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The ASHRAE (1985) technique for estimating solar radiation amounts reaching a horizontal surface under average clear sky conditions was employed to estimate the direct, diffuse, and total adiation components at Dhahran, Saudi Arabia. Despite the extreme surface meteorological conditions associated with the coastal desert environment of Dhahran, the ASHRAE technique predicted the total radiation with a mean month-by-month error of only 6%. However, the equivalent errors in predicting the direct and diffuse components were high, at about 20% and 50%, respectively. A method was developed for specifically determining the ASHRAE model parameters: A, the apparent solar irradiation at zero airmass; B, the atmospheric extinction coefficient; and C, the diffuse radiation factor. This method was implemented for the personal computer environment to accept raw radiation data as input, screen these raw data to identify clear days, filter all bad or inconsistent data, and output daily and monthly A, B, and C results and related statistics. The resulting Julian Day polynomial expressions for A, B, and C at Dhahran predicted the total radiation with a mean month-by-month error of approximately 1%. Although the derived A, B, and C values are optimized to model the totalradiation, the errors in predicting the direct and diffuse radiation at Dhahran were both only 3%. This study was undertaken to provide the basic information needed to proceed with building design studies for the Dhahran environment.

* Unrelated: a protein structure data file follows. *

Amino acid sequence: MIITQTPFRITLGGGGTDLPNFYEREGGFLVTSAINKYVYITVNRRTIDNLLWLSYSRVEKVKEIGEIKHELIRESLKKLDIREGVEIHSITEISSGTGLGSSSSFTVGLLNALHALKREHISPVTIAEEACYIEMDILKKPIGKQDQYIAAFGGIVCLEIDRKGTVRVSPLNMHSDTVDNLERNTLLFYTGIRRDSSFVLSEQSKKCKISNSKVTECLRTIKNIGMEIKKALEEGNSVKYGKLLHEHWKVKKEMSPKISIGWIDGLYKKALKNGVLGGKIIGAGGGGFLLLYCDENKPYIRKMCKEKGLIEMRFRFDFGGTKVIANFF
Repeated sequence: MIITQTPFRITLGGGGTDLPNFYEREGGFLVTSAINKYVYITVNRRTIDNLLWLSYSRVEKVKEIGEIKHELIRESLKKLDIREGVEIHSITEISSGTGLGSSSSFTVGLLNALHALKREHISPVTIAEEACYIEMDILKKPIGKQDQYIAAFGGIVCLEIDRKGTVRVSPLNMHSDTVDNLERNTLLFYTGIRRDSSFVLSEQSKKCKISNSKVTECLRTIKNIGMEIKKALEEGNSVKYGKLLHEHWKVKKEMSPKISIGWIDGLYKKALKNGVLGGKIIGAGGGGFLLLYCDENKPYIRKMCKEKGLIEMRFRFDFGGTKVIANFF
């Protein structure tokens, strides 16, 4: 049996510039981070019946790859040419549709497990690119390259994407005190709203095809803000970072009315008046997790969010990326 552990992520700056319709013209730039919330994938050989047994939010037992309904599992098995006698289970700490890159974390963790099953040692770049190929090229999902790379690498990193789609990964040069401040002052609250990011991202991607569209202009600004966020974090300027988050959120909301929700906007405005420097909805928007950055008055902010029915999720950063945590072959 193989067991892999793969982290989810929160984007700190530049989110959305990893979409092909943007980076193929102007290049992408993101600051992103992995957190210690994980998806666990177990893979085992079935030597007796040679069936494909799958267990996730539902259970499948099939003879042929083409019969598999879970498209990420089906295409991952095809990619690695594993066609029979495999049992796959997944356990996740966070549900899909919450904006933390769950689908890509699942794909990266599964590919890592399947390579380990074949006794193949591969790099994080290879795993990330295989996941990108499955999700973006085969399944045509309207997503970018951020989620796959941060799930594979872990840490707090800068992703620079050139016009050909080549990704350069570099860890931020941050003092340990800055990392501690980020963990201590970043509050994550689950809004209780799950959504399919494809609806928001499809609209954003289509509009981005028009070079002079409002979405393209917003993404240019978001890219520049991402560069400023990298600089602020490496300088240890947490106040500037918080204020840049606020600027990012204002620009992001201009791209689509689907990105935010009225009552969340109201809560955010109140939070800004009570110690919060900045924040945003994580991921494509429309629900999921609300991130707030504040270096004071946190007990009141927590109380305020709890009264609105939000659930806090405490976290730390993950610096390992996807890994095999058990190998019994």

Citation: ASHRAE Transactions, vol. 95, pt. 1, Chicago 1989